For Kevin Matthews, owner and CEO of BuildingBread, LLC (a company that educates and informs on financial literacy), it was no easy task.
“I’ve been researching for years,” said Matthews, a junior economics major from Tulsa, Okla. “I’ve created my own library of books, called friends for help, got legal and professional advice from professors and took a chance.”
Matthews was drawn to start his business after learning the value of money from his father. As a child, he saved enough of his weekly allowance to buy video games. As a teenager, he saved enough to buy his first car…and then his second…and then his third- which he fixed up and sold at auctions. By the time he was 18, he bought his first house. With his personal experience, an internship at ING Investment Management last summer and personal research, Matthews is trying to give back by sharing his knowledge of financial literacy with others.
Also with dreams of giving back, sophomore business major Megan Schmidt (better known as ‘Cupcake Meg’) is the creator of the Brooklyn Capital for the Children Foundation. Schmidt, who is preparing to celebrate the one-year anniversary of selling cupcakes at Hampton on October 11, says that the cupcakes are the least of her story.
“All I wanted to do was raise money for my foundation so that I could provide for the communities that I am trying to help,” said Schmidt. “Selling cupcakes and t-shirts is how I’m feeding my foundation.”
The communities Schmidt has set her sights on are no easy fix. The first, in Belize City, Belize, is a community ravaged with youth violence. Schmidt is hoping to help by giving assistance to the Dorothy Menzie’s Childcare Home for orphans. Schmidt also visited Togo, West Africa; where, after seeing the state of the country’s youth education programs, she was inspired to build a school. Schmidt’s limitless dreams and ability to network has allowed her to shake hands with people such as the CEO of Pepsi, Pharrell, Jeremih and Ecko Red fashion designer Lee Wilke. With the help of her mother, her “street team” and numerous supporters, Schmidt is inspiring many by trying to “make the world sweeter,” one cupcake and one community at a time.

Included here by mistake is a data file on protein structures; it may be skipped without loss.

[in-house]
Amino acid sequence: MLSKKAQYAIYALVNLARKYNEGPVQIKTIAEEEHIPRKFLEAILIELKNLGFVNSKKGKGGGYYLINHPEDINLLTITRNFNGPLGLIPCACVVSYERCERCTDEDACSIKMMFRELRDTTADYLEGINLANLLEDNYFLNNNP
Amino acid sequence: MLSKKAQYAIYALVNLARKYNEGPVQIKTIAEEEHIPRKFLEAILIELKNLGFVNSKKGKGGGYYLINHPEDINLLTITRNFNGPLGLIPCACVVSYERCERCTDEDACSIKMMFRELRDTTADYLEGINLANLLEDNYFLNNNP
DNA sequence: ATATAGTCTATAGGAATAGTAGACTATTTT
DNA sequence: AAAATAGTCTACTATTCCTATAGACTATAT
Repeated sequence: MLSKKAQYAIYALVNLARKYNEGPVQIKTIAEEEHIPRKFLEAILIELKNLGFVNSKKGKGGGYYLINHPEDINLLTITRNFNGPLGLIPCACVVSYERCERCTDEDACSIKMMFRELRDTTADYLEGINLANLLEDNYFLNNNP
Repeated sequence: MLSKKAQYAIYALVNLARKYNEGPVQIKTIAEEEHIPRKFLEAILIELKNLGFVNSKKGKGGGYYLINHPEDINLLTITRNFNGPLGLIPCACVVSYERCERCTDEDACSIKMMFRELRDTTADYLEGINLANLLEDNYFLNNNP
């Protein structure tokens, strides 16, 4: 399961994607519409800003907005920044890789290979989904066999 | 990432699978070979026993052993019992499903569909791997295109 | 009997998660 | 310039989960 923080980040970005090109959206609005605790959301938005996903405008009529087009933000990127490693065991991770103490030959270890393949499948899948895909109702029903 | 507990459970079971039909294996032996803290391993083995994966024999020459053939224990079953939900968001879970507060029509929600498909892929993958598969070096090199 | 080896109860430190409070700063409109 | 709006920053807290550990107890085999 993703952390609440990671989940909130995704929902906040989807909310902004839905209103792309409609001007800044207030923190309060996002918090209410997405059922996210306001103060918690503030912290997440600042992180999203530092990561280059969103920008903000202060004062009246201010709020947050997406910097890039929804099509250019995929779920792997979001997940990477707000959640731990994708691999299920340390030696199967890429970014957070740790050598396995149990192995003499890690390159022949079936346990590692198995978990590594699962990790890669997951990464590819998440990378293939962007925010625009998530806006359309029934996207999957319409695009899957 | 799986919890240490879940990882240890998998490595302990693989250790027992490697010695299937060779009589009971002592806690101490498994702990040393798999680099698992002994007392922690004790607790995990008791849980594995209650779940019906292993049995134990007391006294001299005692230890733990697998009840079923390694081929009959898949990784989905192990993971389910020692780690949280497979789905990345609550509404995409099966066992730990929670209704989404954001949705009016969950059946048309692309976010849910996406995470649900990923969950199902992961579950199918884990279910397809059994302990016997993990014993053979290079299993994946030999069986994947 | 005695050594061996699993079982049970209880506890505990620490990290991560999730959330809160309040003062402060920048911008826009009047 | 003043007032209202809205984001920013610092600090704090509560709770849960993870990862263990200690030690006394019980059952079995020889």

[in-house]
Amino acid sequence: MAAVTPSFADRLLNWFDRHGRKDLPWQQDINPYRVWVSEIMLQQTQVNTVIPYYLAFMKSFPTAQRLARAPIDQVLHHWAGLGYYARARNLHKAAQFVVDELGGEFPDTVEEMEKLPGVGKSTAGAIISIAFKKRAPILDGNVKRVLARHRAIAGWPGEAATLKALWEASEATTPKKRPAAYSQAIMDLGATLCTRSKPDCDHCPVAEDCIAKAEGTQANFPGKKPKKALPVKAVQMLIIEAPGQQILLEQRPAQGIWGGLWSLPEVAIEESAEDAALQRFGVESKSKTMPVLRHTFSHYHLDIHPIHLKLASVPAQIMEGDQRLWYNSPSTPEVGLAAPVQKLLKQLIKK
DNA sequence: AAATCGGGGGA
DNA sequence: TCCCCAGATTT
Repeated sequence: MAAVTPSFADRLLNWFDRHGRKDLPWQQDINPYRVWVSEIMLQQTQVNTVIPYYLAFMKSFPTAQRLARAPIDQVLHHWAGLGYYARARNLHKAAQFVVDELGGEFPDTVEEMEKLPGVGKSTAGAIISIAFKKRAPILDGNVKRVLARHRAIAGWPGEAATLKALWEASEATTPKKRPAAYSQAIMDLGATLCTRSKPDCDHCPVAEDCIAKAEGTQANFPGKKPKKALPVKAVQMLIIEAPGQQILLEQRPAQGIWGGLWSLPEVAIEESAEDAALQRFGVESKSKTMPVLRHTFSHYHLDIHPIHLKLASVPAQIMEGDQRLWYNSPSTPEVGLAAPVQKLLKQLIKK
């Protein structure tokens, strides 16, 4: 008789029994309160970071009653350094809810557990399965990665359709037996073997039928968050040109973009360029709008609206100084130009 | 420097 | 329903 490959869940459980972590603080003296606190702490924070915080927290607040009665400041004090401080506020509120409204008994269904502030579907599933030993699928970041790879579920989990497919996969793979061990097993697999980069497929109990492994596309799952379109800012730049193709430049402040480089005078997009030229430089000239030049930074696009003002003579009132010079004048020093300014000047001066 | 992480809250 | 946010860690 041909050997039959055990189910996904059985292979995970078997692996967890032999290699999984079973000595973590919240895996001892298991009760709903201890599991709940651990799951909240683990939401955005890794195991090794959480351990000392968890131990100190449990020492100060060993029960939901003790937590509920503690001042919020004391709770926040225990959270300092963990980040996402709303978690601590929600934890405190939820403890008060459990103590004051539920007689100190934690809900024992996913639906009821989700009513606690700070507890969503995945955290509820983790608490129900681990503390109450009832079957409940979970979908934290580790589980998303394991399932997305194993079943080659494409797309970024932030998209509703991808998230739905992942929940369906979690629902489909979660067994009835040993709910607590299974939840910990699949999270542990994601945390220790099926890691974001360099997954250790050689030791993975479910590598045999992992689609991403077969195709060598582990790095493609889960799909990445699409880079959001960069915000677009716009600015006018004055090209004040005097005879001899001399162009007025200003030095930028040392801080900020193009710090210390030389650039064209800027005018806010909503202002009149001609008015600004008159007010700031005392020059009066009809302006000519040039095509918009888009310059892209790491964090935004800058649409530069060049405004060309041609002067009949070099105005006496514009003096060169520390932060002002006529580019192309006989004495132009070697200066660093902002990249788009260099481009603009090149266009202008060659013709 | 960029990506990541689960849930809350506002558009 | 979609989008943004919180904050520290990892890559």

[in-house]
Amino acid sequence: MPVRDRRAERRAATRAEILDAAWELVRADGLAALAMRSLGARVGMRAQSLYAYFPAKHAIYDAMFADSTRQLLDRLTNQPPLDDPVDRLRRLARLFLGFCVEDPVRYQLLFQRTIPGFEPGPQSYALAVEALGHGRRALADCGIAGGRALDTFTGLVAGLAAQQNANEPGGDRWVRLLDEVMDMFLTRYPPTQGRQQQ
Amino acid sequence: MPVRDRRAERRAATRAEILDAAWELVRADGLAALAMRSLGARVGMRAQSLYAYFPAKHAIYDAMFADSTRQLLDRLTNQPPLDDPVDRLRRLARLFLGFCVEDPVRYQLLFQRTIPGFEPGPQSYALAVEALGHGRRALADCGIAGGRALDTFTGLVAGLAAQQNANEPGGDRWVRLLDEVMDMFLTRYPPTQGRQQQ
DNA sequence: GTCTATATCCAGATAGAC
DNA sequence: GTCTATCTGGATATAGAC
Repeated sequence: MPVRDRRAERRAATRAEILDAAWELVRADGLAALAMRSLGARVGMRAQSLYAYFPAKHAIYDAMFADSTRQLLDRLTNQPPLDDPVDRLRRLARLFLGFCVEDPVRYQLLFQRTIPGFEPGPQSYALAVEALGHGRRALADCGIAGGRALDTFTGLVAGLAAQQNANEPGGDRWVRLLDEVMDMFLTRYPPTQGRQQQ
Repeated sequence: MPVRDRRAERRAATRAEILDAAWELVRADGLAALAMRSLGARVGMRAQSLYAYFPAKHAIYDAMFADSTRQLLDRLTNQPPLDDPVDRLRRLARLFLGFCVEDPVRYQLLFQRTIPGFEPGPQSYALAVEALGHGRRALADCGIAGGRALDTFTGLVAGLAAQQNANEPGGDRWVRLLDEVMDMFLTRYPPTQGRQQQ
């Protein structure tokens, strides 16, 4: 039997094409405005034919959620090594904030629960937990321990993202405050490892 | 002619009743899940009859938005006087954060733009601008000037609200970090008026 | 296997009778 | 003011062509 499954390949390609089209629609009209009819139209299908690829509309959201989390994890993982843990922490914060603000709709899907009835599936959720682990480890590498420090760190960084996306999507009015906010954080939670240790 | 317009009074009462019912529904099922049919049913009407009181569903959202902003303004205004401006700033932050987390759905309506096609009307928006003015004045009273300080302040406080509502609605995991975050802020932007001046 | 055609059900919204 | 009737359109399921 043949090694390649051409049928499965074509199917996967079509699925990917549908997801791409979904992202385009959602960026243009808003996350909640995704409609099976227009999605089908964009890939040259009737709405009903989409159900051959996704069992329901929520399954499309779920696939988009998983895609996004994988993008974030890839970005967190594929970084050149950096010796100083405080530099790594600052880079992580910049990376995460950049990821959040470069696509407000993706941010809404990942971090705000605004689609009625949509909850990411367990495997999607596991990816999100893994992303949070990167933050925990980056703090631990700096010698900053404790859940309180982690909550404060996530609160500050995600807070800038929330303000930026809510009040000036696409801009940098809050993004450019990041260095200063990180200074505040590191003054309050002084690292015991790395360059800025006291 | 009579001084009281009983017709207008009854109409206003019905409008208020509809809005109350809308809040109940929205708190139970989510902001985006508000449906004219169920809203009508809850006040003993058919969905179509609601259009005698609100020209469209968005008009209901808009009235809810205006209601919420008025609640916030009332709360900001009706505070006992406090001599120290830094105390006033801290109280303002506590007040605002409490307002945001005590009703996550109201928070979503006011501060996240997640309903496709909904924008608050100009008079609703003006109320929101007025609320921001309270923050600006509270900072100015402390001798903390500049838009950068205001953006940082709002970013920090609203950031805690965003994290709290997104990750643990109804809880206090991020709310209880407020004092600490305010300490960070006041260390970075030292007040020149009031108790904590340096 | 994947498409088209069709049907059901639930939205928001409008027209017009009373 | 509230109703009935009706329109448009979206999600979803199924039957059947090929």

Junior Sydnee Mack, a public relations major from Las Vegas, began her non-profit business (Tee it Up Golf), in partnership with her older sister. Mack, a member of the University’s golf team and a nationally-ranked player decided to begin the organization to give back to a community to which golf is not an easily-accessible sport.
“The goal of my organization is to expose underprivileged children and teenagers to the sport and make them comfortable on the course,” Mack said. “Golf is one of the languages of business and my business helps kids understand the game and also encourages them academically and socially.”
With such a noble venture, it is not surprising that Mack was presented with the Special Benefactor Award, last year. The award is a grant given to a student to provide an international experience. With the help of Professor Erica Woods-Warrior, Mack won the award and has been given the chance to continue her business abroad. Mack has chosen to open her business in Germany; the site will launch in May 2011.
These young entrepreneurs are only a few of the many around Hampton’s campus, but a striking similarity exists in their giving spirits. As for advice to others who would like to start their own ventures, they offer these words of wisdom:
1. Know your market.
2. Become an expert in your field.
3. Use your resources (professors on campus have a wealth of knowledge).
4. Be patient.
5. Know what you can realistically accomplish.
6. Be professional; as young as we all are, no one will take us seriously if we do not take ourselves seriously.
7. Realize how and where you’ll get your money and be prepared to spend just as much.
8. Have a thorough plan.
9. Be brave.
- Jessica Moore